This is the sound of all of us

This is the sound of one voice
One people, one voice
A song for every one of us
This is the sound of one voice
This is the sound of one voice

BackyardThis post is Day 29 of the Write 31 Days Challenge. I’m spending the month of October writing about the Backyard Justice. You can find the entire series over at my Backyard Justice page.

Who Is My Neighbor?

I just took a class about the Israeli-Palestinian conflict and I’ll be sorting through those ideas and perspective for a long time. Partly, because the class was taught by a Palestinian-Muslim woman and so I’m learning to take what she has told us about her experience as truth and also listen to the perspective and stories of my Israeli-Jewish neighbors (and dear friends) as truth. It’s not that they are calling the other side wrong or untruthful. But there are definitely sides.

51lRXUeov4L._SX331_BO1,204,203,200_In the midst of all of this, I read Mending the Divides: Creating Love in a Conflicted World by Jon Huckins and Jer Swigart. Co-founders of the Global Immersion Project, Huckins and Swigart have devoted their lives and careers to building peace in conflicted areas.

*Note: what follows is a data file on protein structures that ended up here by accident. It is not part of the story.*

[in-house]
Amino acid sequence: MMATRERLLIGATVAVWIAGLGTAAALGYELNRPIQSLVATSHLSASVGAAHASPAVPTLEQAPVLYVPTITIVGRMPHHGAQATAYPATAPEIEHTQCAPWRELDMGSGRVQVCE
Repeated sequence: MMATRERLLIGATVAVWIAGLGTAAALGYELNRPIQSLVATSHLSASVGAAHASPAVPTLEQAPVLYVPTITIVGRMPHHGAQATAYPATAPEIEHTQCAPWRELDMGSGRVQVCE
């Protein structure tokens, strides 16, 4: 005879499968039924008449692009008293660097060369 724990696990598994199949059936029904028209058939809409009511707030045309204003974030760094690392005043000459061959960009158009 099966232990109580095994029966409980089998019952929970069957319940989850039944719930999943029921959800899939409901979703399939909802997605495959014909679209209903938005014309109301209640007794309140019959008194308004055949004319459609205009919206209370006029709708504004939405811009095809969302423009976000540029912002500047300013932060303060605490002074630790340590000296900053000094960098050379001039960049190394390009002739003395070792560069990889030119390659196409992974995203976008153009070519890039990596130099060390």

What they’ve learned is that talking and summits are not going to mend the divides of conflict. A radical shift in response the the question, Who is my neighbor? is needed. Or, perhaps it’s not a radical shift. After all, Jesus answered this question through his parable of the Good Samaritan thousands of years ago. It’s a story we’re still learning.

I appreciate the story-driven but practical approach Huckins & Swigart take in Mending the Divides. Each chapter starts with a real-life story, links a Biblical lesson, connects some practical next-steps, and ends with a few questions for reflection. The book is built around four steps to peacemaking: See, Immerse, Contend, and Restore.

As I look for ways to bring peace to this world through my own daily actions, I appreciated the gracious and helpful tone in Mending the Divides. I was reminded that, while international trips are important learning experiences, the real sustaining work of peacemaking happens during school pickup and in our family’s values and actions.

My biggest takeaway, especially in light of walking humbly with God is that peacemaking starts with listening. The more stories I listen to, the more complex a conflict seems. Everyone has a valid point of view and it’s hard to pick a “right side” when you hear stories from all sides. So, I’m listening and learning. I’m remembering that everyone’s experience is true. And, I hope that if more of us stop and form relationships, those divides will be mended.